Rumour and conjecture can often come into play whenever a region is going through a period of development. That’s certainly the case of the international port city in Gwadar, Pakistan, and one of the aims of this section is to lay down the facts in answer to some unsubstantiated stories.
One common theme is in regard to the water and some suggestions that there is, or may potentially be, a shortage of this vital commodity in Gwadar. We’ll therefore take this opportunity to put the record straight.
Is there any substance to stories relating to water shortages in Gwadar?
What we can’t deny is that there have been a few isolated stories relating to water shortages but what we can do is look to allay fears of current and potential investors. Firstly, it has to be acknowledged that Gwadar does face challenges in terms of water supply. The natural location and underlying weather conditions can lead to long periods without rainfall.
So, to answer that opening question, there is some substance to stories relating to issues surrounding water supply but, as we will see in the next section, they are certainly being addressed.
What has Gwadar done to boost water supply?
In the recent past, tankers were driven in from the Meerani Dam in Kech. That provided a form of solution but eventually that became unworkable for two main reasons. Firstly, those tankers drained too much fuel and in time, the supplies from the Dam began to dwindle, reaching critical levels.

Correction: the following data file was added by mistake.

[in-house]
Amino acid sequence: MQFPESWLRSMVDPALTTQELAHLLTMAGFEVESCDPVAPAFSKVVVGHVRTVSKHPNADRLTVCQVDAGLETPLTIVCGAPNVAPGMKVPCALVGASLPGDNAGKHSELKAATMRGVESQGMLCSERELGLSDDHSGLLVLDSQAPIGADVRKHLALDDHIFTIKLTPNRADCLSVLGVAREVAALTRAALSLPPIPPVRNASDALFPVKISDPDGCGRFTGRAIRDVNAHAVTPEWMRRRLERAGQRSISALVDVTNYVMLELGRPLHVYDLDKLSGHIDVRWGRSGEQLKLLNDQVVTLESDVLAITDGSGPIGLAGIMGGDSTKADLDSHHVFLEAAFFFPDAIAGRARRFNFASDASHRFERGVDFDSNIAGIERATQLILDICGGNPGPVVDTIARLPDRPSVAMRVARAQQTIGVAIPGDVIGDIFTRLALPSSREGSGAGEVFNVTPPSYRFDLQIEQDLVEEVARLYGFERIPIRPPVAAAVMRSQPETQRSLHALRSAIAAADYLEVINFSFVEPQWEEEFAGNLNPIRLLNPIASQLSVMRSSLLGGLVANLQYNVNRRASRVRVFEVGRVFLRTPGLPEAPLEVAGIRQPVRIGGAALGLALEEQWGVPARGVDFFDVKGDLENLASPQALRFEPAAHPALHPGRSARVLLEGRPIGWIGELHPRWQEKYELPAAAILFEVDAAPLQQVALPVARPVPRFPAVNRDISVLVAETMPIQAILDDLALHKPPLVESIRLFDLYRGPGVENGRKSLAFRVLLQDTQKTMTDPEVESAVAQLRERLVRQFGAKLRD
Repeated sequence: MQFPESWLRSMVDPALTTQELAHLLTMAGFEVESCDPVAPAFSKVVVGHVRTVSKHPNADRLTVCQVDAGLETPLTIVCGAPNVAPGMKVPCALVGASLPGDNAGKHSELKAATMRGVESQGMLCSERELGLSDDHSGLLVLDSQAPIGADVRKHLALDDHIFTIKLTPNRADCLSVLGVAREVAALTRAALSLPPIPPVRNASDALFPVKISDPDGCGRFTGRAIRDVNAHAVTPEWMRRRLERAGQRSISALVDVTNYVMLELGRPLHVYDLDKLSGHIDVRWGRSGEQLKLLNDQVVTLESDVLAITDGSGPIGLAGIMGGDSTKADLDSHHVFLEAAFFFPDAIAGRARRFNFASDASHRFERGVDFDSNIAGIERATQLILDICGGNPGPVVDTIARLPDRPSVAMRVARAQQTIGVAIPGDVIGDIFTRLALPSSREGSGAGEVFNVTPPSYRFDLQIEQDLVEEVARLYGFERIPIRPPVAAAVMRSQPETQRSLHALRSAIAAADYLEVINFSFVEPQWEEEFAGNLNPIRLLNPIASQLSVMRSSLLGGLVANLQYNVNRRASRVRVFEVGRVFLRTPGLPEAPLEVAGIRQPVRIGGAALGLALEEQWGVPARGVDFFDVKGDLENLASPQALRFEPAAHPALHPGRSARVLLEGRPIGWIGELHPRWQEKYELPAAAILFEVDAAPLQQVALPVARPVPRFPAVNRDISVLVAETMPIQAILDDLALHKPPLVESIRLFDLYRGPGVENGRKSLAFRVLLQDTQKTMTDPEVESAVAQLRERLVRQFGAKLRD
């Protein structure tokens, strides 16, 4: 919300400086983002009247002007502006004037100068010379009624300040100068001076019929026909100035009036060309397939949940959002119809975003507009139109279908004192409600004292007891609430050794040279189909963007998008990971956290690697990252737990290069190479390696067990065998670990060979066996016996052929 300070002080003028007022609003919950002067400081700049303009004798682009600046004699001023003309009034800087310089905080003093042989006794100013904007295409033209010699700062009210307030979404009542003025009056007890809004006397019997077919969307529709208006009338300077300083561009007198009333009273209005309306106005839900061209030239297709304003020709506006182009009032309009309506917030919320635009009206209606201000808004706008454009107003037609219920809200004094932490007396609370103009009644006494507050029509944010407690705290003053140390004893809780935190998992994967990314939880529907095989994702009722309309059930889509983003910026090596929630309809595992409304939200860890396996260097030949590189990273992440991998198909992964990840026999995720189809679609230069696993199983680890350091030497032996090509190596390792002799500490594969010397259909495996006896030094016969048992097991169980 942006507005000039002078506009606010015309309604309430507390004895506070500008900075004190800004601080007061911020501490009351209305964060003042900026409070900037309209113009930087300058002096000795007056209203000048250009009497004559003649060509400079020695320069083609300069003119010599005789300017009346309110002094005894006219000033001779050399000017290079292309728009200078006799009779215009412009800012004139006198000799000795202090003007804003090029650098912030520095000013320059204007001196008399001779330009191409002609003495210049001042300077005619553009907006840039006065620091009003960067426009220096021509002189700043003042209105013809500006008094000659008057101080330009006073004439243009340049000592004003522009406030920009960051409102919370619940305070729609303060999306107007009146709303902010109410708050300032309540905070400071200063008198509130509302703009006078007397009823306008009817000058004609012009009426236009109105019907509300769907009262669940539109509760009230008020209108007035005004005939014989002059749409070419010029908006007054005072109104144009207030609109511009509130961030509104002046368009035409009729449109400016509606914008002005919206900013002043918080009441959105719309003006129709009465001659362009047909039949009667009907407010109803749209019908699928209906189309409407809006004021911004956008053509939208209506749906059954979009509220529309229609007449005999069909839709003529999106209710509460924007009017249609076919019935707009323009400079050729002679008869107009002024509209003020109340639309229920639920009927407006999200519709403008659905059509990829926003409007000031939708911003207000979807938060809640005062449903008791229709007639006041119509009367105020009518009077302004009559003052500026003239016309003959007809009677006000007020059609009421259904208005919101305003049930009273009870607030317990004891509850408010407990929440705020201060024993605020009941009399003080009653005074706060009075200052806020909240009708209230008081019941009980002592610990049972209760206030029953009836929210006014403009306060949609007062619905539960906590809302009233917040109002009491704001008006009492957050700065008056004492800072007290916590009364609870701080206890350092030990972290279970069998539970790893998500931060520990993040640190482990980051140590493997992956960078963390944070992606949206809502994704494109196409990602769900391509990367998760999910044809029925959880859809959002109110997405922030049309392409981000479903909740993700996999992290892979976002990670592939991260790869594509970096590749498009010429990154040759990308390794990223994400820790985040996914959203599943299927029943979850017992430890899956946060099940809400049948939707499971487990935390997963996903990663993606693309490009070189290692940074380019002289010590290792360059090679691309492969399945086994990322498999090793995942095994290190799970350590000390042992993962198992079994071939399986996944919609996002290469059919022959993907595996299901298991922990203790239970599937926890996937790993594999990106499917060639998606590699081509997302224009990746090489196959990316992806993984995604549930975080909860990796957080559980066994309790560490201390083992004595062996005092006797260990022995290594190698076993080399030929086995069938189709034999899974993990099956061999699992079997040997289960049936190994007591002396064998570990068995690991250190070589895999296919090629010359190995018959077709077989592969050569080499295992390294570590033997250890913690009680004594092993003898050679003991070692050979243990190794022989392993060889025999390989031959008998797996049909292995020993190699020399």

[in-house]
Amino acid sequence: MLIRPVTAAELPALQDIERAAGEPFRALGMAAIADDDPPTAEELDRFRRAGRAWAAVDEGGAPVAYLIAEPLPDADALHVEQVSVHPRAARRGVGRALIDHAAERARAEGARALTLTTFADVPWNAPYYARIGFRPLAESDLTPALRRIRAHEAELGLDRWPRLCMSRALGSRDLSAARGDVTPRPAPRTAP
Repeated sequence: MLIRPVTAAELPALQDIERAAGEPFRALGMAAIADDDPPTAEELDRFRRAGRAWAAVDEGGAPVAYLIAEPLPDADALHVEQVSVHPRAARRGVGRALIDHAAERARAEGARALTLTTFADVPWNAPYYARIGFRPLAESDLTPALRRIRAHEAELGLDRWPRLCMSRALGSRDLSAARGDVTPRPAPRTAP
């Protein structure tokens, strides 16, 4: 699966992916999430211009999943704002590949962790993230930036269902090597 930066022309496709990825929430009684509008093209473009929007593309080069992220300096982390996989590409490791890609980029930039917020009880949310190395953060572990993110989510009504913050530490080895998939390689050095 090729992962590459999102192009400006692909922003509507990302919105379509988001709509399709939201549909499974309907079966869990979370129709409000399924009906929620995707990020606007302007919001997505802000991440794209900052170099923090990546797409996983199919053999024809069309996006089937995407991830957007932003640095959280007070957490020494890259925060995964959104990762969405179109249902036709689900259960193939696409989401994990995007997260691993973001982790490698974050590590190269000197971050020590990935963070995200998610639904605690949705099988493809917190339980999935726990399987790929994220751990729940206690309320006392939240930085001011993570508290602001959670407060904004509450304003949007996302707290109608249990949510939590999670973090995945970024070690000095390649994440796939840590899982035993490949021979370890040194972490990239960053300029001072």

In 2018, China stepped in with some more positive and sustainable news. Along with a series of projects being carried out in Gwadar, China’s Overseas Holding Company signed an agreement with the Balochistan government whereby they committed to supply 300,000 gallons of clean drinking water every day. There was a cost to Pakistan but at a heavily subsidised rate of 80 paisa per gallon, China’s solution was far more sustainable and cost effective.
What new developments are underway to tackle potential water shortages?
By its very nature, a port is surrounded by water: It’s seawater of course so its functions will be limited unless it goes through a process of desalination. That’s why some potential investors who might have been concerned over potential water shortages should have been reassured over the developments of March 30, 2019.
That was an important day in the history of Gwadar for many reasons: At Gwadar Expo 2019, the primary objective for Prime Minister Imran Khan was to kick off construction of the city’s international airport but it was confirmed, at the same time, that Gwadar would receive a vital desalination plant. There have been other production plants in the past but with technology improving, the new building is expected to be far more efficient.
To summarise, the natural landscape of Gwadar can lead to challenges for water supply but both Pakistan and China have risen effectively to those questions and the solutions are addressing things in a far more comprehensive manner than in the past.